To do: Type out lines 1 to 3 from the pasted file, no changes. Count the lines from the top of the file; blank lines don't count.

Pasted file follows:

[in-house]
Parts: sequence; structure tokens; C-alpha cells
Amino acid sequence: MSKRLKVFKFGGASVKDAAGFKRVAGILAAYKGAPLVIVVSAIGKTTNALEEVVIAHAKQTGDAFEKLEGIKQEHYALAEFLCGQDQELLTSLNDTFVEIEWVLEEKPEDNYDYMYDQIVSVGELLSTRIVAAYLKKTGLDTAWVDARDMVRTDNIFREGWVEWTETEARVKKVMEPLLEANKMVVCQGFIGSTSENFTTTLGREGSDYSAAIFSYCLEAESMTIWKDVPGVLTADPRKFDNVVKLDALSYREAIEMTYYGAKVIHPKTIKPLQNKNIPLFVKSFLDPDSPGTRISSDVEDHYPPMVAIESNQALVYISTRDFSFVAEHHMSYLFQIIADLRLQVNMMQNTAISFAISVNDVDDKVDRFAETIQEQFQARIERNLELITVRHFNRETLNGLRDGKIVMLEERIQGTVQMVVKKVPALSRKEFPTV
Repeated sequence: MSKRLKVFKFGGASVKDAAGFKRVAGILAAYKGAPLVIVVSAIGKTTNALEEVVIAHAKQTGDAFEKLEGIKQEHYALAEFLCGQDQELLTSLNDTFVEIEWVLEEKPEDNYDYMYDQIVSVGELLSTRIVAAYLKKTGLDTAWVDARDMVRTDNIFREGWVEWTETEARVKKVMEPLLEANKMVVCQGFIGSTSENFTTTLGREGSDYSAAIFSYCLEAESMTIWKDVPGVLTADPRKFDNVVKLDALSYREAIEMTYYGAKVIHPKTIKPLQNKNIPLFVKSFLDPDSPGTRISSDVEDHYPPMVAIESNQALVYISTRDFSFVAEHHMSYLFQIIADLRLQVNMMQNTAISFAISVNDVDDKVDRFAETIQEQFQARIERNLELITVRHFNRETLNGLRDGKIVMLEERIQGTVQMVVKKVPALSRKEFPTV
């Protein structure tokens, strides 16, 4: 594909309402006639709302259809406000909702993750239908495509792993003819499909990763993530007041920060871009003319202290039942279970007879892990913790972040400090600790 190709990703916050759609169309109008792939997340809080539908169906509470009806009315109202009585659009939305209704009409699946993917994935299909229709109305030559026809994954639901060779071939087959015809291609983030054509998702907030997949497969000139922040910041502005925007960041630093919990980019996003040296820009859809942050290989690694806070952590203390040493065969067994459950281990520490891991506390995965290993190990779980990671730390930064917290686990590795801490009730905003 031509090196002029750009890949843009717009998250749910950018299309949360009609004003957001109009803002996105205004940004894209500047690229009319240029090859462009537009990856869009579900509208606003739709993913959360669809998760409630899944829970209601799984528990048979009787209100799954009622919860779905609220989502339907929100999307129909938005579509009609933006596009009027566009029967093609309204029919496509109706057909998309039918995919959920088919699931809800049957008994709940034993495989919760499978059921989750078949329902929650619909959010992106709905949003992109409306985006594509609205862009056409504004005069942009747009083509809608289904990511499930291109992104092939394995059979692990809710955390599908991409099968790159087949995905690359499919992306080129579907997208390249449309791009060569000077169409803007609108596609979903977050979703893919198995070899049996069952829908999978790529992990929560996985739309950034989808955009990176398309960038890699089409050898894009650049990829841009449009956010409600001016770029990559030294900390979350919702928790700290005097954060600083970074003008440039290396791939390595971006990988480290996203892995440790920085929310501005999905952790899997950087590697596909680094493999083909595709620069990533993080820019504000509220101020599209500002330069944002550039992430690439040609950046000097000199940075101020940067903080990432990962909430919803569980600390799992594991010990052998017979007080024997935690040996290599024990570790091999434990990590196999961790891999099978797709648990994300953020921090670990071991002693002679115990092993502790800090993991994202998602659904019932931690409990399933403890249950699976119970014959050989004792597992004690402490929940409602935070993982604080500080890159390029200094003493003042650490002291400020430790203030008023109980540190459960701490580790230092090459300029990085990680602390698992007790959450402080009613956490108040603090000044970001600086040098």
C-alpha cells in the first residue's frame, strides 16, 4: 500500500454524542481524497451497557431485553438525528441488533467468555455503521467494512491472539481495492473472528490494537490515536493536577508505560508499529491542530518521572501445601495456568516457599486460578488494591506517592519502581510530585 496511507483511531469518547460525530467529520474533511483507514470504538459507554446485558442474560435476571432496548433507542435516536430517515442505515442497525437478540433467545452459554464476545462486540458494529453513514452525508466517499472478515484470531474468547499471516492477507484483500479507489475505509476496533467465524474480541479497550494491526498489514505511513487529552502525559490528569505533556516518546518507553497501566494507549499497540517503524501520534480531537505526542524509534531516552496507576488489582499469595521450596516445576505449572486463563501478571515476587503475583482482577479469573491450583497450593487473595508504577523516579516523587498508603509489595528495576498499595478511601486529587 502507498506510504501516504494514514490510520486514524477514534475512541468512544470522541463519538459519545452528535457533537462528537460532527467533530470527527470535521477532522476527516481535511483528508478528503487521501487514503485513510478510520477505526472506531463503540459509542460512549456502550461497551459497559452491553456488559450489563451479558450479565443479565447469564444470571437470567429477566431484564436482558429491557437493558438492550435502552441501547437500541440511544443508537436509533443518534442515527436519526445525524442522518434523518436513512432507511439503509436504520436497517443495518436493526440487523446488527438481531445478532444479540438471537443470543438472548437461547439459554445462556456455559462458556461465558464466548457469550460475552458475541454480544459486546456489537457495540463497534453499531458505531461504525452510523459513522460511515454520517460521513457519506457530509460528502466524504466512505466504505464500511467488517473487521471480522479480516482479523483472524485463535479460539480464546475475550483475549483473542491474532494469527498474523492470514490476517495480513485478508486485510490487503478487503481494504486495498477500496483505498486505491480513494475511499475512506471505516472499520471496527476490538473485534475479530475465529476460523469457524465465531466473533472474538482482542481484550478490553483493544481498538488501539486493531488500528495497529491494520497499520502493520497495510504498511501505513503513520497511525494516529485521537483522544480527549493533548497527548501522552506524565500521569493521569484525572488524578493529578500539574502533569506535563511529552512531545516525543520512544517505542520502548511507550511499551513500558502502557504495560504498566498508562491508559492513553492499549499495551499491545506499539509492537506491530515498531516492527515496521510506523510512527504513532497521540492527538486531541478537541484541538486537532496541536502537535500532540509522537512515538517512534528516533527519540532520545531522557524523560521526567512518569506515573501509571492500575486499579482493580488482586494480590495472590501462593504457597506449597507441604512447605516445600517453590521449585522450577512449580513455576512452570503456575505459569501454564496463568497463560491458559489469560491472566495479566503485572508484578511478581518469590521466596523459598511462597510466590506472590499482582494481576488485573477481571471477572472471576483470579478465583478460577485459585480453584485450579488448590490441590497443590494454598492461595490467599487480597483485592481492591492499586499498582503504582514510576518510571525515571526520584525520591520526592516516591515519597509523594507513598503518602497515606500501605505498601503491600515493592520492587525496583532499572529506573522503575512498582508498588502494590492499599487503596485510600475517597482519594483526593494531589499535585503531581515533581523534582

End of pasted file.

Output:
[in-house]
Parts: sequence; structure tokens; C-alpha cells
Amino acid sequence: MSKRLKVFKFGGASVKDAAGFKRVAGILAAYKGAPLVIVVSAIGKTTNALEEVVIAHAKQTGDAFEKLEGIKQEHYALAEFLCGQDQELLTSLNDTFVEIEWVLEEKPEDNYDYMYDQIVSVGELLSTRIVAAYLKKTGLDTAWVDARDMVRTDNIFREGWVEWTETEARVKKVMEPLLEANKMVVCQGFIGSTSENFTTTLGREGSDYSAAIFSYCLEAESMTIWKDVPGVLTADPRKFDNVVKLDALSYREAIEMTYYGAKVIHPKTIKPLQNKNIPLFVKSFLDPDSPGTRISSDVEDHYPPMVAIESNQALVYISTRDFSFVAEHHMSYLFQIIADLRLQVNMMQNTAISFAISVNDVDDKVDRFAETIQEQFQARIERNLELITVRHFNRETLNGLRDGKIVMLEERIQGTVQMVVKKVPALSRKEFPTV